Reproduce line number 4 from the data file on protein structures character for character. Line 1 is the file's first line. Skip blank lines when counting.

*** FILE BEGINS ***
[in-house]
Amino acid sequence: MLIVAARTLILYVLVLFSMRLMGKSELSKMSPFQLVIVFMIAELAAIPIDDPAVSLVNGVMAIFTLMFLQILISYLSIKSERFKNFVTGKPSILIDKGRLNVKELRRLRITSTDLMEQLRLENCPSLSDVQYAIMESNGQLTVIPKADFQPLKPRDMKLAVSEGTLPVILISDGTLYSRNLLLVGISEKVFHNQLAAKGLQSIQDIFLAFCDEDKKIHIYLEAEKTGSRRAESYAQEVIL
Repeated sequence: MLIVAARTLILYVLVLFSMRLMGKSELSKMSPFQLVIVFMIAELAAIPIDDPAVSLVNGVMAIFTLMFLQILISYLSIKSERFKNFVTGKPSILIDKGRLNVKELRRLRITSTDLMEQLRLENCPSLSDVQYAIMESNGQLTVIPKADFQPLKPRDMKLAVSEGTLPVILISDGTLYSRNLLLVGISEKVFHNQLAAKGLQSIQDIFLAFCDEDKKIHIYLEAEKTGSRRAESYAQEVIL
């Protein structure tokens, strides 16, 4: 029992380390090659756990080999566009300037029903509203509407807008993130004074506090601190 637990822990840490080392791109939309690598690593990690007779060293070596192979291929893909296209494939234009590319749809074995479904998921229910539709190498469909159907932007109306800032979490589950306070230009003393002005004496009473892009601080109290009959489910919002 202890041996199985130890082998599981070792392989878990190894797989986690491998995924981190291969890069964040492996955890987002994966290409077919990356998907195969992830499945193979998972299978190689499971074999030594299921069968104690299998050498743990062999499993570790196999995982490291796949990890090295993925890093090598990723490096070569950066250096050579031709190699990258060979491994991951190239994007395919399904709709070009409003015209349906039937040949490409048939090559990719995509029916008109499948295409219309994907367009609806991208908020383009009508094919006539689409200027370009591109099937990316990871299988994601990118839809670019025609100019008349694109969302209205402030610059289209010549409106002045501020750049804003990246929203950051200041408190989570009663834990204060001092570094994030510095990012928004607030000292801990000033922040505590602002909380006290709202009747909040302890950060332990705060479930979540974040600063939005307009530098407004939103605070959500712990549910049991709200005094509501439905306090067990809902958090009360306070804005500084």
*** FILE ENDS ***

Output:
């Protein structure tokens, strides 16, 4: 029992380390090659756990080999566009300037029903509203509407807008993130004074506090601190 637990822990840490080392791109939309690598690593990690007779060293070596192979291929893909296209494939234009590319749809074995479904998921229910539709190498469909159907932007109306800032979490589950306070230009003393002005004496009473892009601080109290009959489910919002 202890041996199985130890082998599981070792392989878990190894797989986690491998995924981190291969890069964040492996955890987002994966290409077919990356998907195969992830499945193979998972299978190689499971074999030594299921069968104690299998050498743990062999499993570790196999995982490291796949990890090295993925890093090598990723490096070569950066250096050579031709190699990258060979491994991951190239994007395919399904709709070009409003015209349906039937040949490409048939090559990719995509029916008109499948295409219309994907367009609806991208908020383009009508094919006539689409200027370009591109099937990316990871299988994601990118839809670019025609100019008349694109969302209205402030610059289209010549409106002045501020750049804003990246929203950051200041408190989570009663834990204060001092570094994030510095990012928004607030000292801990000033922040505590602002909380006290709202009747909040302890950060332990705060479930979540974040600063939005307009530098407004939103605070959500712990549910049991709200005094509501439905306090067990809902958090009360306070804005500084």